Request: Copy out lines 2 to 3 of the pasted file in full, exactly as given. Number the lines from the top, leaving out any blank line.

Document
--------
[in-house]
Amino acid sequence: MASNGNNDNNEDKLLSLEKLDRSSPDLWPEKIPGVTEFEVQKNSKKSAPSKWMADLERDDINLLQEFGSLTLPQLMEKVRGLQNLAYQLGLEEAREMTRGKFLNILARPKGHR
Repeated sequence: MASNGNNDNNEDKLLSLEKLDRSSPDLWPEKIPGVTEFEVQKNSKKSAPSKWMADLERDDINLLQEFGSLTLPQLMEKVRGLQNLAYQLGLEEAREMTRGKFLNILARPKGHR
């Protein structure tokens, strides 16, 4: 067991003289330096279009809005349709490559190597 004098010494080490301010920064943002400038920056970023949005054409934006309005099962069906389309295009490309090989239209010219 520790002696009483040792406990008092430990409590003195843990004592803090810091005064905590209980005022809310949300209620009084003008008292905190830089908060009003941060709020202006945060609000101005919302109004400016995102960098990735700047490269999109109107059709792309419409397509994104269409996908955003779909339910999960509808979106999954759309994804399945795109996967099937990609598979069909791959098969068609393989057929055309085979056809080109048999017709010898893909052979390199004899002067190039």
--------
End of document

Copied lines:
Amino acid sequence: MASNGNNDNNEDKLLSLEKLDRSSPDLWPEKIPGVTEFEVQKNSKKSAPSKWMADLERDDINLLQEFGSLTLPQLMEKVRGLQNLAYQLGLEEAREMTRGKFLNILARPKGHR
Repeated sequence: MASNGNNDNNEDKLLSLEKLDRSSPDLWPEKIPGVTEFEVQKNSKKSAPSKWMADLERDDINLLQEFGSLTLPQLMEKVRGLQNLAYQLGLEEAREMTRGKFLNILARPKGHR